Jeremiah and the Twitter tsunami | acidlabs Studios
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Jeremiah and the Twitter tsunami

Jeremiah and the Twitter tsunami

Jeremiah Owyang’s post yesterday was the trigger point for the phenomenon (and it was a phenomenon) where Twitter connectivity spiked between users. I’m guessing there were also a bunch of new users that came on board. Jeremiah’s reflecting on it today.

I personally picked up another 50-60 new followers and while I’ve not fully caught up, I’ve added most of them back. The corresponding increase in richness in the conversations I’m having will be interesting to watch.

That said, as a maven and connector (in the sense Malcolm Gladwell uses them in The Tipping Point), Jeremiah carries more than a little responsibility for this taking place – and I admire and congratulate him for it.

If someone like me, who shares a lot of his opinions, but has significantly less influence had done what he did, the net effect would have been considerably smaller.

Sure, Twitter is incredibly useful (and a lot of fun) and carries a significant load of online conversation, but it’s folks like Jeremiah that can make things really happen.

Stephen Collins
trib@acidlabs.org
No Comments
  • Jeremiah Owyang
    Posted at 21:39h, 13 December Reply

    Thanks Stephen for this, I’m glad you’re part of it!

  • Jasmin Tragas
    Posted at 22:09h, 13 December Reply

    oh and I missed the whole thing? where was I? tsunami indeed!

  • Leisa Reichelt
    Posted at 00:32h, 15 December Reply

    yeah, I missed it too. Can’t say I mind though. I think it is v interesting that Jeremiah says ‘Most importantly, the value of a network is determined by it’s size, yesterday (which some are calling ‘Twitter Tuesday’) resulted in a stronger fabric across the social network. All of the boats rose with the tide.’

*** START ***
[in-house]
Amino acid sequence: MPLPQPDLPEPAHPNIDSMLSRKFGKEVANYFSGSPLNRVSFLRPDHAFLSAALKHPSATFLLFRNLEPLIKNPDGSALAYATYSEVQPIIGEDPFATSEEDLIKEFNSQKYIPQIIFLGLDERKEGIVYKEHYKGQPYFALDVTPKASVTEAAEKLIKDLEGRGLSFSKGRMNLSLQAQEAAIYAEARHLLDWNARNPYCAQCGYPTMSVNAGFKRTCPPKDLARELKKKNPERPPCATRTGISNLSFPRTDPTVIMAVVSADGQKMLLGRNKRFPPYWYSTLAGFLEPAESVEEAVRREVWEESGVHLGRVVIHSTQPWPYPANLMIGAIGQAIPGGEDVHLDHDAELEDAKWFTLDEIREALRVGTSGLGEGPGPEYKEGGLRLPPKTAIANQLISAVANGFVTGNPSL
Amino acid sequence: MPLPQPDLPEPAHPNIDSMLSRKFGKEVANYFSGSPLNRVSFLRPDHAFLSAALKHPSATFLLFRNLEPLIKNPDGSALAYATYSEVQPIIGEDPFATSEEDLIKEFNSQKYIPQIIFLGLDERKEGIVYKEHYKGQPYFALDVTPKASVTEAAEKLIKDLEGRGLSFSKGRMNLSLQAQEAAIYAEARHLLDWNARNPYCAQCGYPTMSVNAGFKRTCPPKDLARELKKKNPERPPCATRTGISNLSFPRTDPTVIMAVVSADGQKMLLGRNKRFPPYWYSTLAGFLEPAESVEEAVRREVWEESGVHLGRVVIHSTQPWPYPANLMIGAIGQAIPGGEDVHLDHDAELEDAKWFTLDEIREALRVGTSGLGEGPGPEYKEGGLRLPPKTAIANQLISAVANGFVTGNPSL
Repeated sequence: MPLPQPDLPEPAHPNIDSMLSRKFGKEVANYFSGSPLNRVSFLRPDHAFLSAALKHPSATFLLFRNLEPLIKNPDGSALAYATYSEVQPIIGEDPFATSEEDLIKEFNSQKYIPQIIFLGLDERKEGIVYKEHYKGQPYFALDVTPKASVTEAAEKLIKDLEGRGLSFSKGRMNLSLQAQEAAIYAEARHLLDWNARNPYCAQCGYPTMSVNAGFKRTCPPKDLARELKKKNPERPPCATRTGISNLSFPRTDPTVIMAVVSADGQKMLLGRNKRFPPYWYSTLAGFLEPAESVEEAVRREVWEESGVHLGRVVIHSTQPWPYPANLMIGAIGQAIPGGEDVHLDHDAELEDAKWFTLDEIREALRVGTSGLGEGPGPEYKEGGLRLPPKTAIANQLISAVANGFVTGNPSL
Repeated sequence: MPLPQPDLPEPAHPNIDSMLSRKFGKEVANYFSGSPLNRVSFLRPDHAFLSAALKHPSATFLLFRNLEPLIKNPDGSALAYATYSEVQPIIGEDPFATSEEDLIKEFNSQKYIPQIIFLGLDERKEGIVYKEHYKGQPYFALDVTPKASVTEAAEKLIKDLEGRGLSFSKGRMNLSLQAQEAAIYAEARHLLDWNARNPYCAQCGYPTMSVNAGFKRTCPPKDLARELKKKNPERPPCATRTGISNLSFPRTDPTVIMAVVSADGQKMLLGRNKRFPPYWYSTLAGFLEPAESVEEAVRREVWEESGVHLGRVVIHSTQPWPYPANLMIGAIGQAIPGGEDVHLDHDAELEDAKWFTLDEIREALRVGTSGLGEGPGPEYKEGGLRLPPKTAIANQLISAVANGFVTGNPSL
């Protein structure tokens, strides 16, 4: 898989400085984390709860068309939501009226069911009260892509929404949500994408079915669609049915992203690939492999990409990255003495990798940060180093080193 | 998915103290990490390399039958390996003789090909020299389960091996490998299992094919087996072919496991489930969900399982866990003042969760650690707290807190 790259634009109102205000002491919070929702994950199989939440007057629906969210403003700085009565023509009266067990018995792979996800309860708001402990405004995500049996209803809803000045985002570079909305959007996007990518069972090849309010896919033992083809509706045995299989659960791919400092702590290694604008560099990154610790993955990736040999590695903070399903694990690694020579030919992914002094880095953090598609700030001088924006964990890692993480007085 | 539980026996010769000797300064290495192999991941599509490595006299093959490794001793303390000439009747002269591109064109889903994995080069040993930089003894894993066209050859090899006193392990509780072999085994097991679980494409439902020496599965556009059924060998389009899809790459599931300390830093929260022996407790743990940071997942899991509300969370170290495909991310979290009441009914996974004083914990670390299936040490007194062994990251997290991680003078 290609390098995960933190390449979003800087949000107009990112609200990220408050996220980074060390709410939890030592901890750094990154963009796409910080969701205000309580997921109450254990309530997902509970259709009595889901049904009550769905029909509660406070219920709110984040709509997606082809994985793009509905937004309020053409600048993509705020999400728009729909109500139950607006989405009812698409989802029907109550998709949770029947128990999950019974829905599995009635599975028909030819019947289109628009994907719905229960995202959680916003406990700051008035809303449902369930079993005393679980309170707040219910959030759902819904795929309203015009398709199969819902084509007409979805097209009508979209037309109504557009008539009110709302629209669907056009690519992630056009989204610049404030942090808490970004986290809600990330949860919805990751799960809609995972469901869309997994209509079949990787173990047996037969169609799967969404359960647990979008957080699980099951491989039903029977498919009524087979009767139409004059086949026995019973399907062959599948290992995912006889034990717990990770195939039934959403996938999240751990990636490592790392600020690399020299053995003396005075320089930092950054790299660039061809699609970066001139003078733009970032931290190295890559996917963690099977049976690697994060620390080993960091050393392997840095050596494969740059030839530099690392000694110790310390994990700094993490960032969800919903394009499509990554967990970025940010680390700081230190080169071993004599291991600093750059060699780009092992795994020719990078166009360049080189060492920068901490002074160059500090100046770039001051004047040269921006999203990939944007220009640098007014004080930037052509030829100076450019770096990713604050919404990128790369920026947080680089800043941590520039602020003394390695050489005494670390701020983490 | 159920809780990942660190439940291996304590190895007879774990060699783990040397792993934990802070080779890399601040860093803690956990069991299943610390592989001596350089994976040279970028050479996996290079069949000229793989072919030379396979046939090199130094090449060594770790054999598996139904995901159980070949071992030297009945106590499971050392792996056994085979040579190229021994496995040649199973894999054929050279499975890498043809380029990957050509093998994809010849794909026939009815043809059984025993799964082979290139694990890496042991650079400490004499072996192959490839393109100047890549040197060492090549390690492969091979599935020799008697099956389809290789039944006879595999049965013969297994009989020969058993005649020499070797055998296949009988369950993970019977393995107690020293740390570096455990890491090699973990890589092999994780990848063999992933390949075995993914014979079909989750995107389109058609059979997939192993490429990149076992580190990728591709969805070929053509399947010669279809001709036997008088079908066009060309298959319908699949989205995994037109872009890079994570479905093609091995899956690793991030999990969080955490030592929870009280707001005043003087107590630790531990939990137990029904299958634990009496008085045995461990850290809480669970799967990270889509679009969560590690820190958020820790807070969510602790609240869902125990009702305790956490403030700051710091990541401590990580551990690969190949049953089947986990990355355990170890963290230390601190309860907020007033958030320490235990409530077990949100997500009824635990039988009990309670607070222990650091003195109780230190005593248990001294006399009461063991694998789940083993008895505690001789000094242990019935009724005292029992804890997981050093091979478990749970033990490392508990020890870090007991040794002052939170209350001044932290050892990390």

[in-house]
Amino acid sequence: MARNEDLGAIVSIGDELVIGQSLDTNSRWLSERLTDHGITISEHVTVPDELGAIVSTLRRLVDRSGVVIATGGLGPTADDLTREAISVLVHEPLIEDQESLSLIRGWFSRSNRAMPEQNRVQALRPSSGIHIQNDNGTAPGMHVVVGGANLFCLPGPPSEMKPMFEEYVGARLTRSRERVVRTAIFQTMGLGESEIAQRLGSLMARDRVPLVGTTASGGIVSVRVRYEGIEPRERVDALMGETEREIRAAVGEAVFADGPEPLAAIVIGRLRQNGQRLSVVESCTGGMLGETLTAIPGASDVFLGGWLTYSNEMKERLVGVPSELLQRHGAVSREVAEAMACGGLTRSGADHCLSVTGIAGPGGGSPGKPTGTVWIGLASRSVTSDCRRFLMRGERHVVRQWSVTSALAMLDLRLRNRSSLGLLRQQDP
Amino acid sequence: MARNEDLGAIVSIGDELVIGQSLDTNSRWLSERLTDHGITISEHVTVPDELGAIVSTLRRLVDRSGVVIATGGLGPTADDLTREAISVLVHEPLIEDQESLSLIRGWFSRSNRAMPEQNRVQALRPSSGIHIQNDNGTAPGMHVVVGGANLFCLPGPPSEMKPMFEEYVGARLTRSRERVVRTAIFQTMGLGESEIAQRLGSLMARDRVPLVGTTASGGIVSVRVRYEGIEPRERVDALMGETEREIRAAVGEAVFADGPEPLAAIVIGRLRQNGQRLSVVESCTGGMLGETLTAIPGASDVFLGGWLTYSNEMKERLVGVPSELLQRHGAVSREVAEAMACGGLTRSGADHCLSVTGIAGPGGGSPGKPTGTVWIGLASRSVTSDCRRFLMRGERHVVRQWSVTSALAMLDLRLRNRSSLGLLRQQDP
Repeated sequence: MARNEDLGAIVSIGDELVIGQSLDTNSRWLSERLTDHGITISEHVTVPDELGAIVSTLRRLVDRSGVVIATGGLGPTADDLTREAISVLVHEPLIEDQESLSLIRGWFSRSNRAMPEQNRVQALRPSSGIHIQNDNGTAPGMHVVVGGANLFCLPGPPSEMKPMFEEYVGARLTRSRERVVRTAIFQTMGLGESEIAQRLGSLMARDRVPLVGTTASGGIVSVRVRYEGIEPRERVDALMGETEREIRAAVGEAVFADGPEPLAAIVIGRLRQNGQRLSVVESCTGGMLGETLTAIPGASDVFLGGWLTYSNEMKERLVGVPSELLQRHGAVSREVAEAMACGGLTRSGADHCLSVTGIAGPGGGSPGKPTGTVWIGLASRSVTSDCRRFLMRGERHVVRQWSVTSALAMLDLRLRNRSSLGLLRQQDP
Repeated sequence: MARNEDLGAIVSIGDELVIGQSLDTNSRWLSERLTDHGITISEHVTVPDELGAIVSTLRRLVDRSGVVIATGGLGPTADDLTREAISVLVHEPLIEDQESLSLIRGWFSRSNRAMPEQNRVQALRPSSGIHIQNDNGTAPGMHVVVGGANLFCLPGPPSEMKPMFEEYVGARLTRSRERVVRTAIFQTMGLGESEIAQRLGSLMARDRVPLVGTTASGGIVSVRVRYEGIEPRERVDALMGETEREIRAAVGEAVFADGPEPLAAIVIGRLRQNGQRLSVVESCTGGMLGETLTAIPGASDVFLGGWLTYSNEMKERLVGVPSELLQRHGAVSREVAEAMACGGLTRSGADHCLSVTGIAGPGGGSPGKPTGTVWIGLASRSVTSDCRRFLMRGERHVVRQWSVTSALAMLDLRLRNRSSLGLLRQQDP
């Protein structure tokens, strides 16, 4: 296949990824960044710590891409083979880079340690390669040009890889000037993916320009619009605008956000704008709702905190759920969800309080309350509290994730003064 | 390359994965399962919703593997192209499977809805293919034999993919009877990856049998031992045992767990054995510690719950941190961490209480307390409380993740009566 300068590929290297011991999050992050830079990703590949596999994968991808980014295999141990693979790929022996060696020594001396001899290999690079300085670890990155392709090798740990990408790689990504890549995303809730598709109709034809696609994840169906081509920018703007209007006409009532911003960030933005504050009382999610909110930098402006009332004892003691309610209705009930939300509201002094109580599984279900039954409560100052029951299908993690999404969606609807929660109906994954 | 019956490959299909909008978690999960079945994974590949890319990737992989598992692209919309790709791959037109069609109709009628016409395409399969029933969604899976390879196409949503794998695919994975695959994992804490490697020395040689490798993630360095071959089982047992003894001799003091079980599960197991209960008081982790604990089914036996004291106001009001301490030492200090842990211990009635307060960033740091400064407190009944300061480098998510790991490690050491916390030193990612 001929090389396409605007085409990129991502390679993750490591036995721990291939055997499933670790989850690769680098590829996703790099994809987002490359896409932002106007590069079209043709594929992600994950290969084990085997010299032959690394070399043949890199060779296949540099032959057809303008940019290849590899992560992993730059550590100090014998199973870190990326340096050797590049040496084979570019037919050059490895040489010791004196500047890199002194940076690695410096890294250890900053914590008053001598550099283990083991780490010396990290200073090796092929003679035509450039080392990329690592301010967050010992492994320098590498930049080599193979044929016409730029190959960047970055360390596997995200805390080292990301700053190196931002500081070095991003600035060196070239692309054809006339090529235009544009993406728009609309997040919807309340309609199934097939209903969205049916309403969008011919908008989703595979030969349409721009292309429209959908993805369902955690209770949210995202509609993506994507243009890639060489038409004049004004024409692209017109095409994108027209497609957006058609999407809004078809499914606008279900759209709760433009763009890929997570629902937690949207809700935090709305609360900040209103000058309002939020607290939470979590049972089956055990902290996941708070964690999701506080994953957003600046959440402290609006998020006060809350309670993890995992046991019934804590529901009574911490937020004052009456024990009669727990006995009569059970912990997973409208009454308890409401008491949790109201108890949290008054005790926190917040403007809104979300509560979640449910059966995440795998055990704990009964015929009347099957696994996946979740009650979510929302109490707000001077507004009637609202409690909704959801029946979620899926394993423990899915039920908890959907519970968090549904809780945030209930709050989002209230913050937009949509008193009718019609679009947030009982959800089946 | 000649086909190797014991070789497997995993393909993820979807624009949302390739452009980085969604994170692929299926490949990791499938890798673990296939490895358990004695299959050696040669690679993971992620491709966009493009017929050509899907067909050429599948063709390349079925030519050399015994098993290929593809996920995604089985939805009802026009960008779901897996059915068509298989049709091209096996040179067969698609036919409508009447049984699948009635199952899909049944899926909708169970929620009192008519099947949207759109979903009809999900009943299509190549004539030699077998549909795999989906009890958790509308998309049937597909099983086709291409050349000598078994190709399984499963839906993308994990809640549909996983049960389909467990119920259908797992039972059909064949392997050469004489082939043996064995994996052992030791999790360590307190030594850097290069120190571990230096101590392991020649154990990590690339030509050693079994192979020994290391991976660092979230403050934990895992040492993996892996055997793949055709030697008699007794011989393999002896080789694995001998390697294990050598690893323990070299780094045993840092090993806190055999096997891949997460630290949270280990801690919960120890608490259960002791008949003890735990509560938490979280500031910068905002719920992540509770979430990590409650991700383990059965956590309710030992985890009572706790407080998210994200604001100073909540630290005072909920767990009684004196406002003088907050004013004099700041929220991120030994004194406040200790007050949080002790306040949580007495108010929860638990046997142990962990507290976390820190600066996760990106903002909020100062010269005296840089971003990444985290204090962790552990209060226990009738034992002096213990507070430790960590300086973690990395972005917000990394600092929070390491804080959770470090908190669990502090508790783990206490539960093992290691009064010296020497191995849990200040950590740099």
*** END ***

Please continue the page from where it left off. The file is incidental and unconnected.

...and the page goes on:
I definitely agree that the value of a network is determined by it’s size, but for lots of people I know – and for me – that doesn’t mean the bigger the network the better.

    I see that by having more people ‘following’ your tweets you might get more referrals to your blog, but I’ve also found the bigger my network the more careful I need to be with it, and the less open I can be in it. This feels more like a loss to me than a gain.

    Perhaps quality is more important to some networks than quantity? Or perhaps different types of networks have different right sizes?

    It’s an interesting question I think.

    Nonetheless – if you wanted those extra 50-60 new followers, then congratulations 🙂 It is always nice, I think, to have more people following you than you follow… but that’s a whole other post 😉

  • Stephen Collins
    Posted at 07:03h, 15 December Reply

    Leisa, I agree with pretty much everything you said. While there are some Twitter users for whom quantity is the key metric, for me, it’s quality.

    I follow a bunch of people, most of whom work in or around the subject space I do – UX, IA, social media, KM. For a percentage of those – maybe 25 people – I read every word in every tweet; they are my real life friends and colleagues. In a larger percentage of others, I pay attention fairly closely as they usually have something to say that I want to hear. For around 60 per cent overall, I scan what they are saying and follow through on things that seem interesting.

    So no, the 50-60 new followers (and mostly follow backs) aren’t that important to me. What’s important is I didn’t know of many of them and they seem to be saying things I’m interested in hearing.

    Time will tell.

    In my opinion, in all social networks, they key is volume in order to build value and connectedness, but ultimately it’s what you and your connections do with that volume that makes the network worth persisting with.

  • Gary Barber
    Posted at 21:18h, 15 December Reply

    This is funny this was discussed about a year ago by twitter users that they where tending to blog less and yet twitter was a great was to refer new users to your blog if you had a public feed.

    People are tending to have three layers of twitter followers, the personal core (people you associate with regularly in real life), the distant associates (see them a few times a year) and the strangers you are getting to know via twitter.

    Of course some people have separate twitter accounts for those groups as well.

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